Aside from hunting, another thing driving down the average lifespan of wild deer is predation of fawns by coyotes and black bears. Surprisingly, in the Adirondacks, the latter may kill more fawns than coyotes do. Predation is hard to quantify, though, as coyotes and bears eat every last vestige — bone, hair and innards — of any animal they kill or find dead of other causes. Because predators do not feel safe out in the open, they don’t eat dead deer on roadsides, which are left to rot.

Deer-vehicle collisions are another huge factor, with the New York State Department of Transportation reporting an average of 65,000 per year. But starvation during hard winters, says Kogut, is probably the single factor likely to kill older deer. For various reasons including worn molars, they are likely to have less stored body fat going into winter than a younger deer.

With all this carnage, are white-tails disappearing? Hardly. Dr. Peter Smallidge, the State Forester for Cornell Extension, says New York State had an estimated 20,000 deer in the early 1900s, fewer than one deer per two square miles. Today there are a million, more than enough to destroy the ability of many forests to regrow, as young trees are devoured by deer while they are seedlings.

Lyme disease is also a result of deer overpopulation. Cornell Extension Wildlife Specialist Dr. Paul Curtis believes that if the deer population went down below six per square mile—still higher than the historic density—then deer ticks, which spread Lyme disease, would become too scarce to be a public health threat.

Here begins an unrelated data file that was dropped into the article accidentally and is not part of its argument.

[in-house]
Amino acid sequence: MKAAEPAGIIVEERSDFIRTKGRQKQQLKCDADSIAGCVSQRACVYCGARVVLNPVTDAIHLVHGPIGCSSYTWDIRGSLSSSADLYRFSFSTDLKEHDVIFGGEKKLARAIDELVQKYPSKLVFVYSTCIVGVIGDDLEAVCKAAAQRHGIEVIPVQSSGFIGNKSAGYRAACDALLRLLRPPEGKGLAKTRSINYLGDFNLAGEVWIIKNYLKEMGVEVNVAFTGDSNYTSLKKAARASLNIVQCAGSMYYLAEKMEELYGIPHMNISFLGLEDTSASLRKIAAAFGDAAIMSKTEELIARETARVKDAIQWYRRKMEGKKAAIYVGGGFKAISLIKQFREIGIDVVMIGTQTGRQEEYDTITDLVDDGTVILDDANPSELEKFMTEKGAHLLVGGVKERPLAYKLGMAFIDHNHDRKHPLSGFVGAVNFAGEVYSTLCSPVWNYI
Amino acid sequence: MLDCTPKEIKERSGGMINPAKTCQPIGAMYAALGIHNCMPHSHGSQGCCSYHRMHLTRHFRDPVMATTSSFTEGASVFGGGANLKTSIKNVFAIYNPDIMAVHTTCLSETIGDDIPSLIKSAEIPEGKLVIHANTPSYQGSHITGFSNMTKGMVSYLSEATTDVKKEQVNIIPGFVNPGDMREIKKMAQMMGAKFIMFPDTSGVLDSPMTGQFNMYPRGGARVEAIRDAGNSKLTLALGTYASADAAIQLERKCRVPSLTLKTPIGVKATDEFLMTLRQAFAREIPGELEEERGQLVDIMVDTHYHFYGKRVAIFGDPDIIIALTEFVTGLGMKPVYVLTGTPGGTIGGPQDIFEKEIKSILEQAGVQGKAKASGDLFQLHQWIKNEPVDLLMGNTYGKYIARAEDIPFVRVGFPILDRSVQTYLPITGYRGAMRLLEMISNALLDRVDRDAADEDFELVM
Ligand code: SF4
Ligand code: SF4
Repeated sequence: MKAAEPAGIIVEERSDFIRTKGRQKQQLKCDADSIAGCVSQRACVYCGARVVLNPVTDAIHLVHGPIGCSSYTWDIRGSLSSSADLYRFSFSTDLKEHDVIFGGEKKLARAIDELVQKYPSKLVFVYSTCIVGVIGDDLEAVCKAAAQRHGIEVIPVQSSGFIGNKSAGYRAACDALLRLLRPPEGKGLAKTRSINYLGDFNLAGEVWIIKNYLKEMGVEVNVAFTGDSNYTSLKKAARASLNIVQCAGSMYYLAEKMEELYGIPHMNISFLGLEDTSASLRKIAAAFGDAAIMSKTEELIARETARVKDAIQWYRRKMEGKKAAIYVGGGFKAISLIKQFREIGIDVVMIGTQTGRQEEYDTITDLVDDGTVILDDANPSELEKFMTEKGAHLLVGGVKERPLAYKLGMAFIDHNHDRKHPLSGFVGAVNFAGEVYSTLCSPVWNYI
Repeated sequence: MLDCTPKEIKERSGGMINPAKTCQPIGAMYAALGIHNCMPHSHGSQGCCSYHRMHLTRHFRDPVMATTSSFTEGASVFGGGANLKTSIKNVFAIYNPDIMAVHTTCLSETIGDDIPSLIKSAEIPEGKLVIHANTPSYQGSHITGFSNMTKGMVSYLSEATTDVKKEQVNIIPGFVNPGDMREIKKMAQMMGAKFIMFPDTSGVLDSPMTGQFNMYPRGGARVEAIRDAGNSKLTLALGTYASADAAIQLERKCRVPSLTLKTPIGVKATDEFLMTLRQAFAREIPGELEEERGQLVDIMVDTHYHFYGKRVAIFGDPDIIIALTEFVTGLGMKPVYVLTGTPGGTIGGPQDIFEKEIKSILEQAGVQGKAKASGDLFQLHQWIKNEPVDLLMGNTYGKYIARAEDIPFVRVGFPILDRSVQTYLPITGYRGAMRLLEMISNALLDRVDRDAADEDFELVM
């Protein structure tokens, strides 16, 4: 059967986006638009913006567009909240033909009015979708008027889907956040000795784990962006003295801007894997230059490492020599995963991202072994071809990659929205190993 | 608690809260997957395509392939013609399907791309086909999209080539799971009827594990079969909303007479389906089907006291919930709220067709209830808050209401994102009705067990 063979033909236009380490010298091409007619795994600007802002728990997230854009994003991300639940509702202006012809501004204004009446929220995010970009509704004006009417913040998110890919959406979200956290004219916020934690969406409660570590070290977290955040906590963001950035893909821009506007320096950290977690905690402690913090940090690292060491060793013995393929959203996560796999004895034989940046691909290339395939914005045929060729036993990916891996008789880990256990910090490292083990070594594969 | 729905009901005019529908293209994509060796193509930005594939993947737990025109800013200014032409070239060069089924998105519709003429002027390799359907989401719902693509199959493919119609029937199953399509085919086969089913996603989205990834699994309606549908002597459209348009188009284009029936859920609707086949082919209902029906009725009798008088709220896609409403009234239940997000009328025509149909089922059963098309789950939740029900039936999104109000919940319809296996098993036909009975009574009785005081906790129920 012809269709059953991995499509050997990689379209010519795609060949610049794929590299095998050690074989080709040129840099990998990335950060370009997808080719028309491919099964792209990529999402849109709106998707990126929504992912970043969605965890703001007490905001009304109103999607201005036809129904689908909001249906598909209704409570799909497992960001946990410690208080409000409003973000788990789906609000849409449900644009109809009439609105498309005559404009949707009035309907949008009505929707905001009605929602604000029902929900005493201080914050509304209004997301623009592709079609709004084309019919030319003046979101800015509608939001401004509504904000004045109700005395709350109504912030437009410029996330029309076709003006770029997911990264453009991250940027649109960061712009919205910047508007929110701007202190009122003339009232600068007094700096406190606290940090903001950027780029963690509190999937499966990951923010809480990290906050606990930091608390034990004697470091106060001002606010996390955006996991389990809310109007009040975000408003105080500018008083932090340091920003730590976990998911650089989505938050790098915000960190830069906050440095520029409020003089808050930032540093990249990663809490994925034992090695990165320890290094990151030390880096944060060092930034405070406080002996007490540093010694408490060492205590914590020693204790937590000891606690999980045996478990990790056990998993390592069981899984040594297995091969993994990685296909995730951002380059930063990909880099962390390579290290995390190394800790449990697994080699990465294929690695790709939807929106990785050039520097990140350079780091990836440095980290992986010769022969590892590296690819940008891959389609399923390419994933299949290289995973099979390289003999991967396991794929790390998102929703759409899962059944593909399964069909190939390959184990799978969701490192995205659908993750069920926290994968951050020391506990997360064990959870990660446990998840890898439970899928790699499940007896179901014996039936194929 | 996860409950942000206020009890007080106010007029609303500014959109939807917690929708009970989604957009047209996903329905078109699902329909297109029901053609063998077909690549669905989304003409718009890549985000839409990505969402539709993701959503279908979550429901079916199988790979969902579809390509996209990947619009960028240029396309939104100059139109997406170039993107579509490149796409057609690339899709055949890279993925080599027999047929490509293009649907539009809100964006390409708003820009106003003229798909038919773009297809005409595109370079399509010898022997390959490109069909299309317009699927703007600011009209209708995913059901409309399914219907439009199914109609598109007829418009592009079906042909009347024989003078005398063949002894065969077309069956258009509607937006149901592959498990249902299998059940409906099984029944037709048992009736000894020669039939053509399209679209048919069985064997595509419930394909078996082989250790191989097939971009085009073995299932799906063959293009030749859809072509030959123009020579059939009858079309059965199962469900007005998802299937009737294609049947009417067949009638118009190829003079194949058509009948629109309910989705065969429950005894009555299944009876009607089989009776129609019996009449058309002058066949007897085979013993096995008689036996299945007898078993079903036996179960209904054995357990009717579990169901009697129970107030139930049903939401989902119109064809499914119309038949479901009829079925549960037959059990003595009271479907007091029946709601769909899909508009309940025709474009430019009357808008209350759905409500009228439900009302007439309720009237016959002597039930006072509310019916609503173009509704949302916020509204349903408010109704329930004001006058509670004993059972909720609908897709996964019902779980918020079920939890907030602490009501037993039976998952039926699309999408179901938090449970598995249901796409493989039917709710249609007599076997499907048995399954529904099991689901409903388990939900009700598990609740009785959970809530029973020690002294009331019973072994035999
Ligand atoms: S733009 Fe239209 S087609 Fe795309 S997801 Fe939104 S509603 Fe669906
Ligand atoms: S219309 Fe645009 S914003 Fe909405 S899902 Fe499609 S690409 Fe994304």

What might cause the deer population to decline like that? I don’t know, but it certainly won’t be old age.

Photo courtesy the U.S. Fish and Wildlife Service.


Paul Hetzler

Paul Hetzler is the Horticulture and Natural Resources Educator at Cornell Cooperative Extension of St. Lawrence County.

You can reach Paul at the Cornell Cooperative Extension office in Canton at (315) 379-9192.




11 Responses

  1. Richard MacKinnon says:

    What is the experience of hunters contracting maladies from the venison they consume? Is enough attention given these risks? It’s not just CWD, I believe.

    • Dan'L says:

      There has been some attention paid to these matters but you don’t hear much about it. Within the hunting fraternity, however, there is much awareness but the focus is more on transporting deer carcasses from or through states with CWD.

      Most hunters will not consume the venison from a deer they suspect to be sickly and can actually get another tag issued to them if they turn the deer over to DEC, who does try to monitor such things: http://www.dec.ny.gov/press/79622.html

  2. Cranberry Bill says:

    Three things Paul, and it will take three beers.

    First, I always look forward to your superb writing. Well, that was easy

    Second, somewhere in Delaware, my home state, there was a wildlife area with a fenced-in area, closed off to deer. It showed what deer did to the fields compared to the segregated area. It was Night and Day.

    Second, I thought older and bigger deer had a better chance because they could reach higher for the goodies than their offspring.

    Third, I saw tons of deer scat in the 5-ponds area last month (2 weeks), and actually saw one of them which froze for about 5 minutes. So what, I am on my third. (I guess my point is that since the 5P is pretty much vegetated, younger shorter deer might have a better chance there.)